Six Days, Five Counties, Six National Trust Properties

It seems that this has become a bit of a “thing”. This is the fifth year of getting out post Christmas to work off some of the chocolate consumed and make the most of our National Trust Membership. You can see the previous entries here, 2014/5, 2015/6, 2016/7 (either didn’t do it or forgot to write about it that year) and 2017/18.

The rules are very simple: get out of the house to a local National Trust property, do a walk, have a cream tea (I know!) and come home. There was a slight twist this year as we also made a visit to RHS Wisley which I have included in the description but not the pricing.

Once again I have included the price for the two of us had we not had annual membership.

Grey’s Court, Oxfordshire

We had family with us on this visit so we couldn’t do the longer walk into the woods but instead started with a tea and then walked to the walled garden by the house.

I met someone recently whose husband had grown up in the grounds of Grey’s Court before it became a National Trust property. It must have been great to grow up with so much land around you to explore.

Thursday 27th December

The Vyne, Hampshire

Seems everyone else in the Hampshire/Berkshire area had the same idea as us as The Vyne was the busiest I have ever seen it. We were later than we would normally have been and this accounted for some of it.

Helen and I did the woodland walk leaving my parents-in-law to hit the tea room and bag us a table. However, it was not to be as there were simply too many people.

As we were driving away we could see that both the main and overflow car parks were rammed and people were parking on the verges and the road outside.

Friday 28th December

Cliveden, Buckinghamshire

Since the last time we were here they have finished the renovation works on the walkway underneath the house which includes a very large set of golden gates leading to a sound chamber. They are pretty impressive in a gaudy kind of way.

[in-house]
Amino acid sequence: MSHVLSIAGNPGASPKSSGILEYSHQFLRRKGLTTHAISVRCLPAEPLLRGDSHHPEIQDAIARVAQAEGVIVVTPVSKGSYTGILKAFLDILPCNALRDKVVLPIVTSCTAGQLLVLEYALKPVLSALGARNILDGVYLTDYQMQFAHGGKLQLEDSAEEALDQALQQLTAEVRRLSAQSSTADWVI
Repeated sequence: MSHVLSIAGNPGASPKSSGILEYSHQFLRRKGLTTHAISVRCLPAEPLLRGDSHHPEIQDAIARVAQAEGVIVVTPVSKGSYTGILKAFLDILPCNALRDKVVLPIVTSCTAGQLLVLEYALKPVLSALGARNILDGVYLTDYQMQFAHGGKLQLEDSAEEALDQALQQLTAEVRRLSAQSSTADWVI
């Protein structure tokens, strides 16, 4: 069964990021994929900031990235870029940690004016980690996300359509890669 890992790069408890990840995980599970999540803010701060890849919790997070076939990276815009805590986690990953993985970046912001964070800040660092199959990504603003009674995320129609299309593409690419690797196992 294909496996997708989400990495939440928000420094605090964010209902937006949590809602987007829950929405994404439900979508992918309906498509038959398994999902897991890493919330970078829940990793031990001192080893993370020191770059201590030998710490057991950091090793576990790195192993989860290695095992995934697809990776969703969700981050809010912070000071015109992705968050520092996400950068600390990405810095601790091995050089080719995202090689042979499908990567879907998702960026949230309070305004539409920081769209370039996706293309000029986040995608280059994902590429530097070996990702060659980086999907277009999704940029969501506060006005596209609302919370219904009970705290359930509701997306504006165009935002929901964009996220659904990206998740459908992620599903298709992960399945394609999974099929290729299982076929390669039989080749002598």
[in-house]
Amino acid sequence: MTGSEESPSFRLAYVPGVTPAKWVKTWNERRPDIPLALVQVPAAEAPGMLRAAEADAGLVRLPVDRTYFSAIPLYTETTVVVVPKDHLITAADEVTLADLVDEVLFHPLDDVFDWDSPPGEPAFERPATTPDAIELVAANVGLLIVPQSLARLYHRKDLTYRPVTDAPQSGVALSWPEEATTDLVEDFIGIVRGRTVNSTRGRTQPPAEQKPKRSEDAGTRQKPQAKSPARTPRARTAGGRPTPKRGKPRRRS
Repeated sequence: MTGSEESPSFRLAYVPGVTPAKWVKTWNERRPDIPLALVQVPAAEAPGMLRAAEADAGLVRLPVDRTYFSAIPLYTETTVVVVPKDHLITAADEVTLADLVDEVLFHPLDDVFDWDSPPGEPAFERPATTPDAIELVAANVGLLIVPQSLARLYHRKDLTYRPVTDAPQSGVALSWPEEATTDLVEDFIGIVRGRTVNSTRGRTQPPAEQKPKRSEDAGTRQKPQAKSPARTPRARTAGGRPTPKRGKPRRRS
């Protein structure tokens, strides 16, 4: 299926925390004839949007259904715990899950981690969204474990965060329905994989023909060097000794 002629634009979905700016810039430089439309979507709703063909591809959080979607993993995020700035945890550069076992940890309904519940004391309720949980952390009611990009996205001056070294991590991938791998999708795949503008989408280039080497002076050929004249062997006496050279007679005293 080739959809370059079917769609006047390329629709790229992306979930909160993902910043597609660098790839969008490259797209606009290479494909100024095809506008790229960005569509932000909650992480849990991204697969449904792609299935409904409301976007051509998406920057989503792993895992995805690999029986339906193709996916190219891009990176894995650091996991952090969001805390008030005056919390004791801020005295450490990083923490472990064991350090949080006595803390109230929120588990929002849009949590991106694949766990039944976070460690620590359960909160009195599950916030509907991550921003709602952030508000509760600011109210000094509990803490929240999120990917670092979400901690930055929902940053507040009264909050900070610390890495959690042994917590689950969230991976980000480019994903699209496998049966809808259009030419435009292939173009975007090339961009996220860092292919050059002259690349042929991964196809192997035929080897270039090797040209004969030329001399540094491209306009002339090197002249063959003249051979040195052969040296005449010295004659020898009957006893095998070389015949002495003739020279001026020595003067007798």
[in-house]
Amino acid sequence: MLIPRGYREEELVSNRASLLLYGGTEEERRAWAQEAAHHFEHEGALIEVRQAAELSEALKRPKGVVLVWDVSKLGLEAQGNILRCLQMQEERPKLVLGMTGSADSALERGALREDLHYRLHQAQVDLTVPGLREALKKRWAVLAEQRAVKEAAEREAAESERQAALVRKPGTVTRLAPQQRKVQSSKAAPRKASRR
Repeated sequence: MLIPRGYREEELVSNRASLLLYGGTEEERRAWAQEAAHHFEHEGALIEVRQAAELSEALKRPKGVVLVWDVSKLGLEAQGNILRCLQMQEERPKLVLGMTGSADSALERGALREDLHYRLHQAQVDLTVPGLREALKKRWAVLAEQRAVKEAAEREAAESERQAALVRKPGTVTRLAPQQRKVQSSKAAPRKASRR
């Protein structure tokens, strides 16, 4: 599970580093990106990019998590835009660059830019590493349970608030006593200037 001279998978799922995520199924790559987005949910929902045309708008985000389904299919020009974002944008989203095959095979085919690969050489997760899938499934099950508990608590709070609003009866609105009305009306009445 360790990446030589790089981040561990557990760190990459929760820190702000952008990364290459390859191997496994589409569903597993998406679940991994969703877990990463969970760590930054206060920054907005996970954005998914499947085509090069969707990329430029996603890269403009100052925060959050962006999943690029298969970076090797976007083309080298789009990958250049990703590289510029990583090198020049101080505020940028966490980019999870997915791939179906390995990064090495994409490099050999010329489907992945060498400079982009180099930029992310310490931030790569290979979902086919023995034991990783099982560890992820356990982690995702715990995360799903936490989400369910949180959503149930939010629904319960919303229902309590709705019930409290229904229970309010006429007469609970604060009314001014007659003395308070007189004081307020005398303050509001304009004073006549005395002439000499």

Saturday 29th December

Winkworth Arboretum, Surrey

We had been to Winkworth previously but I didn’t really remember it. This time it was very much chosen for its location rather than anything at the site itself. We needed to be in this part of Surrey for reasons that will become clear if you read on.

Unlike the others here there isn’t any house, just the grounds and as we were on our own we were able to do a much longer walk. It’s an attractive place but seemed pretty forgettable which is probably why I didn’t remember it from previous visits.

Sunday 30th December

RHS Wisley, Surrey

So this is a bit of a cheat in a way as it isn’t a National Trust owned place this being part of the Royal Horticultural Society. However, we went on the same day as Winkworth and, in fact, only did Winkworth as a stopping point before Wisley.

Anyway, we were at Wisely for their evening Glow event when the gardens are lit up. Unlike attending on other days it is not free but timed entry and we were due in at 16:30. Perhaps unsurprisingly large areas of the gardens were closed off and everyone was herded along the same route. This meant that it was quite busy and with a large number of feral children roaming the paths you had to watch where you were going.

The lights, however, were worth standing on small children for. All the lower area of the gardens along with the large glasshouse had been adorned with lights and light installations. It was incredibly well done and worth a visit.